Take a holiday in the south-west of Scotland

Caerlaverock Castle. Picture: Thinkstock

Caerlaverock Castle. Picture: Thinkstock

Share this article
0
Have your say

What entices you to visit an area? Local produce, nature and wildlife, history or fun visitor attractions? If any of these are on your tick list, consider a trip to Dumfries and Galloway. Nature and wildlife abounds.

The red kite feeding station at Bellymack Hill Farm is worth visiting, and if you are a twitcher you will be in bird heaven at the Wildfowl and Wetland Trust centre near Caerlaverock. Wigtown can supply book lovers with hours of page-turning joy and mountain bikers are spoilt for choice with routes to be found as part of the 7Stanes trails at Dalbeattie, Mabie, Kirroughtree and Ae Forest.

We have been keen to explore the region and in particular, Caerlaverock Castle, for some time. A unique triangular fortress, home to the Maxwell family for more than 400 years, the setting, moat and sandstone carvings are breathtaking. It’s a region with something for all tastes, so we are basing ourselves just outside Castle Douglas for a relaxing family break.

We are staying in Larch House, located near the village of Clarebrand, a self-catering gem. It’s a delightful open-plan conversion, with a multi-fuel stove taking centre stage in the spacious living area. Light and airy, it has everything you could desire. There are bathrooms and shower rooms galore and even under floor heating. It’s an ideal base for a family get together, as it sleeps eight. It’s so luxurious I’m finding it hard to believe that it’s eco at all.

Looking out at the front of the house you can see Bengairn. Stewart, the owner, describes the most marvellous panoramic view you can enjoy from the hill’s summit. I’ve fallen for its beauty already as it looks entrancing in glorious sunshine when we arrive, maintaining its allure later when partially shrouded by cloud. Sadly, on this visit I’ve had to make do with admiring it from the comfort of one of Larch House’s large sofas, coffee cup in hand, curled up in front of a warm fire. It’s a tough job. The owners are keen mountain bikers so they’re happy to show you all the best routes and there is a secure area for storing bikes on site. At night our girls have great fun playing with all the board games in the house.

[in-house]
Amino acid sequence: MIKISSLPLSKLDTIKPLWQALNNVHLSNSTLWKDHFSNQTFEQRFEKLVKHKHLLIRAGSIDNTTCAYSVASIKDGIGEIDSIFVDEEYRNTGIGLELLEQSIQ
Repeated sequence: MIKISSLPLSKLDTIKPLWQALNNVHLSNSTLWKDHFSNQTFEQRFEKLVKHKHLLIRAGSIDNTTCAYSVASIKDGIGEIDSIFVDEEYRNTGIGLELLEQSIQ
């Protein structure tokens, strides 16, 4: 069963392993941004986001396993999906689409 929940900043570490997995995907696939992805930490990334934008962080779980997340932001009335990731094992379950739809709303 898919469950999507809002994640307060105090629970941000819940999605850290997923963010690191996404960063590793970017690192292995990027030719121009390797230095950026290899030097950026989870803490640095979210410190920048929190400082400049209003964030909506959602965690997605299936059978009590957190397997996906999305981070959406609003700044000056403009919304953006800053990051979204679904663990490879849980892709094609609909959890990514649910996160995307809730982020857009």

After a hard day’s sightseeing, we make for the kitchen to sample some of the region’s fine produce, bought on our travels. Next morning after a wonderful sleep, we head off to visit our family’s number one must-see attraction, the Cream o’ Galloway ice cream visitor centre. Unpredictable spring weather means we wake up to a smattering of snow covering the surrounding hillside. Our daughter Eve, the eternal optimist, announces, “it’s kind of them to have organised a sprinkling of ice cream to welcome us”.

Although we have been unlucky with the weather, there is plenty to keep the youngsters happy. Smugglers’ Warren is an extensive indoor play area with underground hideaways, though it’s not suited to anyone who is afraid of the dark or has claustrophobic parents.

We even manage to brave the outdoors, exploring a short walking route around Megan’s Lochan. We shelter from the rain in a bird hide, but sadly, not much is moving. The pedal trikes are next on the itinerary and prove to be a great hit with my partner Graham. Our youngest daughter, Hope, could be mistaken for Penelope Pitstop, complete with pink cycle helmet, as she whizzes around the track. We reluctantly return the trikes to their garage and head off for more adventures at the Cra’s Nest viewing tower and playground.

We have a quick race across a wobbly bridge to get back in time for our ice cream tasting tour, a guaranteed family hit. Who doesn’t love tasting ten flavours of ice-cream? There was a surprising range of grown-ups’ flavours, including gingerbread with treacle. Licking our lips, it’s time to head back to Larch House for another quiet night in. However this short break in Dumfries and Galloway has whetted our appetite for a return visit.

THE FACTS

Larch House sleeps eight; mountain bikers and dogs are welcome. A week’s stay costs between £510-£720, but shorter breaks are available with a minimum of three nights, www.holidaylettings.co.uk/rentals/castle-douglas/246457

Family tickets for entry to Cream o’ Galloway, plus additional activities including slide, karts and flying fox, costs £35 with the ice cream experience an additional £4.50 per person, www.creamogalloway.co.uk

Back to the top of the page